agreements containing bans on class actions seeking aggregation of many small
recoveries are generally unenforceable under California law as unconscionable
The Concepcions were able to convince the trial judge to
rule in their favor as well as the Ninth Circuit Court of Appeal, the federal
court of appeal with jurisdiction over California. They could not, however,
convince a majority of the Supreme Court. In an opinion written by Justice
Scalia, a Supreme Court majority composed of the four "conservative" justices
(Chief Justice Roberts plus Justices Scalia, Alito, and Thomas) and the "swing"
justice (Justice Kennedy) found that the California Supreme Court's Discover
Bank decision impermissibly "discriminated" against arbitration authorized
by the Federal Arbitration Act and was therefore "preempted" by federal law.
The "liberal" members of the Court (Justices Breyer,
Ginsburg, Kagan, and Sotomayor) disagreed. They felt that under the Federal
Arbitration Act it was perfectly permissible for a state Supreme Court to find
as a matter of state law that a general statute prohibiting unconscionable or
exculpatory contract provisions could preclude the agreement provisions that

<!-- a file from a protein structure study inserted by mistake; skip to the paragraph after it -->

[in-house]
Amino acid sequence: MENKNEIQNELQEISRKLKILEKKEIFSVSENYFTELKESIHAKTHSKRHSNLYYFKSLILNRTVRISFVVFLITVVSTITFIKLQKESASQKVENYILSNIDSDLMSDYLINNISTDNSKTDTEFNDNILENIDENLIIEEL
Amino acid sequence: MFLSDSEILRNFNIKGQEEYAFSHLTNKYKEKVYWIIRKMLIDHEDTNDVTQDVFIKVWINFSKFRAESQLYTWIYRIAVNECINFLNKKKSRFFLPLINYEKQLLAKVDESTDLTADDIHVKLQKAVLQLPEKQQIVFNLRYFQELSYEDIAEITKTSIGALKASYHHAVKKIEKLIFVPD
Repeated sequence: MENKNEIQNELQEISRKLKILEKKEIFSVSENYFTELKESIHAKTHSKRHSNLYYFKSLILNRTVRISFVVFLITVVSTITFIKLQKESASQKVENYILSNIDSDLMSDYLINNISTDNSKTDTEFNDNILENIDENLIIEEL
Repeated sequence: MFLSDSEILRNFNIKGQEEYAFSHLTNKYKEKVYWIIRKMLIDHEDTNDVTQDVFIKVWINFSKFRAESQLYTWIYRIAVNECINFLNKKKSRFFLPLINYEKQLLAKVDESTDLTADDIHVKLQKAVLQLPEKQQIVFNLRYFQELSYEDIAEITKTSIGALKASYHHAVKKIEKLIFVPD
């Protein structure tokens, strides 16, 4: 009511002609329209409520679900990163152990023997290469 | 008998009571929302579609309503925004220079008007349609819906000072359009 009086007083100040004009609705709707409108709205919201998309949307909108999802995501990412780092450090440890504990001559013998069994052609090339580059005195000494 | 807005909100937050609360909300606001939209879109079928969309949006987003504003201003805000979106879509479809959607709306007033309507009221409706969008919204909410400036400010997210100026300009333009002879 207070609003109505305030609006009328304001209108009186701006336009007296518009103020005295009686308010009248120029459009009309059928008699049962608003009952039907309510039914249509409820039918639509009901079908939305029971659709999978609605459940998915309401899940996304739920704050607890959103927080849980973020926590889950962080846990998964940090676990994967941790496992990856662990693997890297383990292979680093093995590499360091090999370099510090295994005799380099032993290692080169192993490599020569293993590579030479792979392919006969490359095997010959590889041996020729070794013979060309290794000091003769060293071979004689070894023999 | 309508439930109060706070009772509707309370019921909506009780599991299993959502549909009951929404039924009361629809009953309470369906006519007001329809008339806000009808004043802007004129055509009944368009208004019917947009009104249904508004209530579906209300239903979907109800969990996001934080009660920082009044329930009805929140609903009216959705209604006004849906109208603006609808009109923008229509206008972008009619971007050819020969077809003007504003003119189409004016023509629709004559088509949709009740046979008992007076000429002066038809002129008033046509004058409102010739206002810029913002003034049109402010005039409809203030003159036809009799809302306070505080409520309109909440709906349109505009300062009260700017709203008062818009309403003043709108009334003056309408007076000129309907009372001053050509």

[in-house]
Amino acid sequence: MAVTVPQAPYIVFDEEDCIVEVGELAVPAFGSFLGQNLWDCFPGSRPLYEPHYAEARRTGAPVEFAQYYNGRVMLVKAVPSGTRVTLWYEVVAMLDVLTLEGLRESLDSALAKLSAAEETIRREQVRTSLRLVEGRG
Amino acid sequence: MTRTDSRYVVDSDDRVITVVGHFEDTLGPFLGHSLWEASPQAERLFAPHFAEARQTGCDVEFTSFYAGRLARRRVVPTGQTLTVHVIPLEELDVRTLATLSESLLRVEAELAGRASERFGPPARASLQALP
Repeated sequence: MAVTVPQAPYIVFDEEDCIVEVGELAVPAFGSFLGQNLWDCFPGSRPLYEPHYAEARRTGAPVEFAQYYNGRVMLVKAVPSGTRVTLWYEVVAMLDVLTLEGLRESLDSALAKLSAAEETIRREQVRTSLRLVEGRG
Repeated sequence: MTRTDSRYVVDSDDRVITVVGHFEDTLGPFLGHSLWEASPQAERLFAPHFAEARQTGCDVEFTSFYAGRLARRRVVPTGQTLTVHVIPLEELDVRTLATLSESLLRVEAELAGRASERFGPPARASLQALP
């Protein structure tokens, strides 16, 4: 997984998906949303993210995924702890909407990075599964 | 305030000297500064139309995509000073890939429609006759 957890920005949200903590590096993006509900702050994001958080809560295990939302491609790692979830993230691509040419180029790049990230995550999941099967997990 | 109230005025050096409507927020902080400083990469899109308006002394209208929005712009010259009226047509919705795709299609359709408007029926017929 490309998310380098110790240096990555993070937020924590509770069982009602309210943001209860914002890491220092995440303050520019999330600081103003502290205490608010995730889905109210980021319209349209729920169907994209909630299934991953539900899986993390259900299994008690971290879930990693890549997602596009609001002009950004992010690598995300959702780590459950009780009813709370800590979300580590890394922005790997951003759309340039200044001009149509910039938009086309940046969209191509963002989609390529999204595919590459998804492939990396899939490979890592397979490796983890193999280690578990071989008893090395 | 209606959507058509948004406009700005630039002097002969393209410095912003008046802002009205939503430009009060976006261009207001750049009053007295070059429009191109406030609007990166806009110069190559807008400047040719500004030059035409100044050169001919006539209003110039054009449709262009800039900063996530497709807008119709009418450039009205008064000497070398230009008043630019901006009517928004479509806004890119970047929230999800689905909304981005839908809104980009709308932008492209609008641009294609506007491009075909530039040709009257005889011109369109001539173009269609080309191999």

AT&T had sought to enforce against the Concepcions.
What Does AT&T Mobility v. Concepcion
Mean for Employers?
It is unlikely this case will be the last word on the
issue. The Ninth Circuit Court of Appeal - which is dominated by "liberal"
judges - has had a running battle with the Supreme Court for almost two decades
regarding whether or not to expand mandatory arbitration, and the California
state courts may well take another crack at invalidating class action waivers
in arbitration agreements using another legal rationale not precluded by this
That said, so long as AT&T Mobility is not
somehow circumvented, it may prove a tremendous boon for employers struggling
to defend and prevent class action employment litigation.